Alexander: President Trump is Providing Important Leadership in Combatting the Opioid Crisis

Posted on October 26, 2017

WASHINGTON, OCTOBER 26, 2017—Senate health committee Chairman Lamar Alexander (R-Tenn.) released the following statement on President Trump’s remarks today on combatting the opioid crisis:

“President Trump’s announcement today provides important leadership in helping states tackle the opioid crisis head on. Last year, 1,631 Tennesseans died of a drug overdose—12 percent more than the year before—and the highest rate of drug overdose deaths in recorded history in Tennessee. Nearly 3 out of 4 of the drug overdoses in our state are related to the opioid crisis. This is a crisis not just in Tennessee, but across the country, with 91 Americans dying every day from an opioid overdose. Congress took important steps last year by passing the Comprehensive Addiction and Recovery Act—which established new programs and encouraged those on the front lines to work together to combat substance abuse, especially opioid abuse—and providing $1 billion in new funding for states to fight the opioid crisis as a part of the 21st Century Cures Act. I look forward to working closely with the Trump administration to see what additional steps Congress should take to help states, doctors, and families address and solve this tragic problem.”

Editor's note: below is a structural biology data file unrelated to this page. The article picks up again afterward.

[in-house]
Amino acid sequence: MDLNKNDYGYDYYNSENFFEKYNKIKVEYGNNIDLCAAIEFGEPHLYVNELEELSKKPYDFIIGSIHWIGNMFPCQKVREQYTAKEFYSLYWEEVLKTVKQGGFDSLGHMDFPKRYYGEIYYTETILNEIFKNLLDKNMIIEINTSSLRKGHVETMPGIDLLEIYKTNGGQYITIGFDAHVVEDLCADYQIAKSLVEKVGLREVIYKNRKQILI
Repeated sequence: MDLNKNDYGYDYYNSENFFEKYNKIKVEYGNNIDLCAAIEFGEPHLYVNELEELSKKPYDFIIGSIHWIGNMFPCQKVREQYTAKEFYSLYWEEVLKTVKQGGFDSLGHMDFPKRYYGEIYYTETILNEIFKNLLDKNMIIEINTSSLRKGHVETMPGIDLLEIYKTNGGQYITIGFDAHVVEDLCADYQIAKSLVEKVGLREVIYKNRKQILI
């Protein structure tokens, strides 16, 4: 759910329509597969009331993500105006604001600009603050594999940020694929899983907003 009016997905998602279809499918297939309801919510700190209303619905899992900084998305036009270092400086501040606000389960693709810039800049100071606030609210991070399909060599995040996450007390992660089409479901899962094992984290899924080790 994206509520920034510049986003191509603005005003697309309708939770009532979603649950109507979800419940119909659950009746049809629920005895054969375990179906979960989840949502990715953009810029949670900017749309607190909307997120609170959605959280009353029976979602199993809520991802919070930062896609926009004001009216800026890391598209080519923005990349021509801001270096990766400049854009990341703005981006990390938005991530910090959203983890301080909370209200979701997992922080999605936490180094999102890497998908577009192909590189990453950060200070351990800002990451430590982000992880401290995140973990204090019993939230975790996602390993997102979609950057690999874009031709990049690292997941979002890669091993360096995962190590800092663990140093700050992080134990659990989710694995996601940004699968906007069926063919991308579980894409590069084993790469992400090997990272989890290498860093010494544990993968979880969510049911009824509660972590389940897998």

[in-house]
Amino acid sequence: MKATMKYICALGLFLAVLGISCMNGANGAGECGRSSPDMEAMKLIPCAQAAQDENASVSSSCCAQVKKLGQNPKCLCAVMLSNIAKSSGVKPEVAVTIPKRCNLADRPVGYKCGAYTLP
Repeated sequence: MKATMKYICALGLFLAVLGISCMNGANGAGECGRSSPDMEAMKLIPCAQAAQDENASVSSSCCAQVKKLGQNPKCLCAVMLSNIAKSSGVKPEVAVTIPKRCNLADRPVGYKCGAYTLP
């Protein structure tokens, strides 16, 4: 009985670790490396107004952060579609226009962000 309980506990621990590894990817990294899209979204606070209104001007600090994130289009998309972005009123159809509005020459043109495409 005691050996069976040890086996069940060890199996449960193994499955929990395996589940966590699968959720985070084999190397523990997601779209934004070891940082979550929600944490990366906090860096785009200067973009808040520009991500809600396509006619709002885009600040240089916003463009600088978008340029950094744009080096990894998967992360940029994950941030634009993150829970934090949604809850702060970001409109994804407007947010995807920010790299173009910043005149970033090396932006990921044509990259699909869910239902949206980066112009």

Background:

Earlier this month, Alexander began a series of Senate health committee hearings on the response to the opioid crisis, saying the crisis is “tearing our communities apart, tearing families apart, and posing an enormous challenge to health care providers and law enforcement officials.”

Congress passed and President Obama signed into law the Comprehensive Addiction and Recovery Act (CARA) in July 2016. Alexander was one of seven Senate conferees who worked with the House conferees on the final CARA conference report. Earlier this year, the Trump administration announced $144 million in grants under CARA will be awarded to states, cities, health care providers, and community organizations, with $6 million going to Tennessee.

In addition to providing $1 billion in grants to states to address the opioid crisis, the 21st Century Cures Act updated substance abuse programs out of the Substance Abuse and Mental Health Services Administration. Alexander was the lead Republican Senate sponsor of Cures, which was signed into law December 2016. This past spring, the administration began issuing grants funded by Cures, including nearly $14 million for Tennessee.

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